mbashiri (mbashiri) wrote in bigcats_ru,

Siberian Tiger and the Spring Unrest

Русская версия: "Тигр и весеннее обострение"

Adult male at a marking tree (Durmin River basin)

In the middle of March several news articles were released (, about the upcoming new edition of the Red Book that is being prepared at the Russian Academy of Sciences’ Severtsov Institute of Animal Ecology, which, according to the contract, should be finished by November 2012. As it says in the headlines, there might not be a place for the Siberian Tiger in the new endangered species list. The newspaper “Izvestiya” quotes Valentin Ilyashenko, head of the Institute’s Laboratory of Biodiversity Preservation and Management of Biological Resources: “…tiger numbers in Russia have been stable for the last 15 years, reaching 450 animals, they have recovered and explored the entire habitat, and numbers are extending beyond habitat borders”. This is a strong statement, especially about the numbers extending beyond habitat borders. Maybe it is just a journalistic exaggeration, but the problem lies elsewhere.

In major press sources, information about excluding tigers from the Russian Endangered Species List would not appear out of nowhere. It is unlikely that careful Moscow scientists would play with the status of such a significant species, a species that has the attention of royalty and famous people, as well as our new old President. Especially interesting is the comment of Vyacheslav Rozhnov to a reporter from “Komsomol’skaya Pravda”: “According to international criteria, the Siberian Tiger may not get into the Red Book. But we will base our conclusions on the characteristics of Russian nature”.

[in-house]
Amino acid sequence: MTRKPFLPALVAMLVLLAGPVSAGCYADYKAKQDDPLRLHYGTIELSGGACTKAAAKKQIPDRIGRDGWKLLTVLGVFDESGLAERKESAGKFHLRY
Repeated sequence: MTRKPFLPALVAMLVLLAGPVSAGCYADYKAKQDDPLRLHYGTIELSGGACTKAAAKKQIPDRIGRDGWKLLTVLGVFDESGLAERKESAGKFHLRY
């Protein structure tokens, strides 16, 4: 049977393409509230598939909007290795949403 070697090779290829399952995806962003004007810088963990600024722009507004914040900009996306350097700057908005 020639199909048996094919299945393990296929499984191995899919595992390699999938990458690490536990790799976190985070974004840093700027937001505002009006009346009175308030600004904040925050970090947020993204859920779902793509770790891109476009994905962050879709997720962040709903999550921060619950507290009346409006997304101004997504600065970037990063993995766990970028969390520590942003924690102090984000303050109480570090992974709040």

Dr. Rozhnov is Deputy Director of the Institute and head of the Permanent Expedition of Russian Academy of Sciences on the research of endangered species and other important species of Russian fauna. Scientists of such rank, like Vyacheslav Rozhnov, who recently received the position of corresponding member of the Russian Academy of Sciences, do not issue such statements for no reason. It is quite likely that this question, or at least the proposition, has been reviewed and approved by our Russian “main protector” of tigers, snow leopards, polar bears and beluga whales. In any case, it is interesting to ask why, in our independent and stable country, is there such an attention to international criteria? The answer is simple - it is profitable for someone.